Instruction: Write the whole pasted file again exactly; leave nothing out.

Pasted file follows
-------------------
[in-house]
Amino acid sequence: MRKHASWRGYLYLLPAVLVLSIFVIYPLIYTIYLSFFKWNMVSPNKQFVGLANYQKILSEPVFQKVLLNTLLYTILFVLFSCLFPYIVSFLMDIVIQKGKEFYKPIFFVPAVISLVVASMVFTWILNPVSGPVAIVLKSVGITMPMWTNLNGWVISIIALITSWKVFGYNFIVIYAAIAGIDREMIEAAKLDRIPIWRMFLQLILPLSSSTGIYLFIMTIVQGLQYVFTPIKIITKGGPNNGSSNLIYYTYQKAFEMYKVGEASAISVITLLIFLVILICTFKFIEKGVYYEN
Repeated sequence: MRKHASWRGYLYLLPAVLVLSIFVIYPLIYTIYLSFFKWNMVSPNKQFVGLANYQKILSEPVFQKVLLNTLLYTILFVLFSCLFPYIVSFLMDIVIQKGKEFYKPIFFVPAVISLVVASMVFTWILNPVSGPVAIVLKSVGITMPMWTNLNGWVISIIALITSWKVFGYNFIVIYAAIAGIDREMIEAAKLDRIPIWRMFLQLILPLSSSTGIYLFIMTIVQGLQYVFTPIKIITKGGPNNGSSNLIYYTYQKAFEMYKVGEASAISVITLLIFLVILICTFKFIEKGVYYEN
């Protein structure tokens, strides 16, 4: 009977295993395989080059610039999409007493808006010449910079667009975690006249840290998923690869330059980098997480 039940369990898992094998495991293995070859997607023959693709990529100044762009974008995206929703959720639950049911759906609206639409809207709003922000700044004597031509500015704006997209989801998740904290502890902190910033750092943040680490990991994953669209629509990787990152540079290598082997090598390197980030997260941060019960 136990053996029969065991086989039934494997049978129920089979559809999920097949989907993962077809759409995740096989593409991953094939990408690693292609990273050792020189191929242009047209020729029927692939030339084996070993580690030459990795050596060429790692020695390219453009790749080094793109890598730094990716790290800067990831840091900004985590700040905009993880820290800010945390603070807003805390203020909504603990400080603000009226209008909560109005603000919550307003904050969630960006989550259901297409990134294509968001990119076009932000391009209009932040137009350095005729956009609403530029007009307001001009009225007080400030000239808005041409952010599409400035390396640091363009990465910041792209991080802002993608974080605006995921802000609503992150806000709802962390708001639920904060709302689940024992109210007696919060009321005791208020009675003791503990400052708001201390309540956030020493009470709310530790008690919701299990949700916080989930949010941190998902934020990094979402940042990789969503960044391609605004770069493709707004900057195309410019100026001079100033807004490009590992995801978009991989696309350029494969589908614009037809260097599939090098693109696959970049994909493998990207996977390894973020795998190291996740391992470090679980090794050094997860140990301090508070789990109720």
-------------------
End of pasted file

[in-house]
Amino acid sequence: MRKHASWRGYLYLLPAVLVLSIFVIYPLIYTIYLSFFKWNMVSPNKQFVGLANYQKILSEPVFQKVLLNTLLYTILFVLFSCLFPYIVSFLMDIVIQKGKEFYKPIFFVPAVISLVVASMVFTWILNPVSGPVAIVLKSVGITMPMWTNLNGWVISIIALITSWKVFGYNFIVIYAAIAGIDREMIEAAKLDRIPIWRMFLQLILPLSSSTGIYLFIMTIVQGLQYVFTPIKIITKGGPNNGSSNLIYYTYQKAFEMYKVGEASAISVITLLIFLVILICTFKFIEKGVYYEN
Repeated sequence: MRKHASWRGYLYLLPAVLVLSIFVIYPLIYTIYLSFFKWNMVSPNKQFVGLANYQKILSEPVFQKVLLNTLLYTILFVLFSCLFPYIVSFLMDIVIQKGKEFYKPIFFVPAVISLVVASMVFTWILNPVSGPVAIVLKSVGITMPMWTNLNGWVISIIALITSWKVFGYNFIVIYAAIAGIDREMIEAAKLDRIPIWRMFLQLILPLSSSTGIYLFIMTIVQGLQYVFTPIKIITKGGPNNGSSNLIYYTYQKAFEMYKVGEASAISVITLLIFLVILICTFKFIEKGVYYEN
């Protein structure tokens, strides 16, 4: 009977295993395989080059610039999409007493808006010449910079667009975690006249840290998923690869330059980098997480 039940369990898992094998495991293995070859997607023959693709990529100044762009974008995206929703959720639950049911759906609206639409809207709003922000700044004597031509500015704006997209989801998740904290502890902190910033750092943040680490990991994953669209629509990787990152540079290598082997090598390197980030997260941060019960 136990053996029969065991086989039934494997049978129920089979559809999920097949989907993962077809759409995740096989593409991953094939990408690693292609990273050792020189191929242009047209020729029927692939030339084996070993580690030459990795050596060429790692020695390219453009790749080094793109890598730094990716790290800067990831840091900004985590700040905009993880820290800010945390603070807003805390203020909504603990400080603000009226209008909560109005603000919550307003904050969630960006989550259901297409990134294509968001990119076009932000391009209009932040137009350095005729956009609403530029007009307001001009009225007080400030000239808005041409952010599409400035390396640091363009990465910041792209991080802002993608974080605006995921802000609503992150806000709802962390708001639920904060709302689940024992109210007696919060009321005791208020009675003791503990400052708001201390309540956030020493009470709310530790008690919701299990949700916080989930949010941190998902934020990094979402940042990789969503960044391609605004770069493709707004900057195309410019100026001079100033807004490009590992995801978009991989696309350029494969589908614009037809260097599939090098693109696959970049994909493998990207996977390894973020795998190291996740391992470090679980090794050094997860140990301090508070789990109720």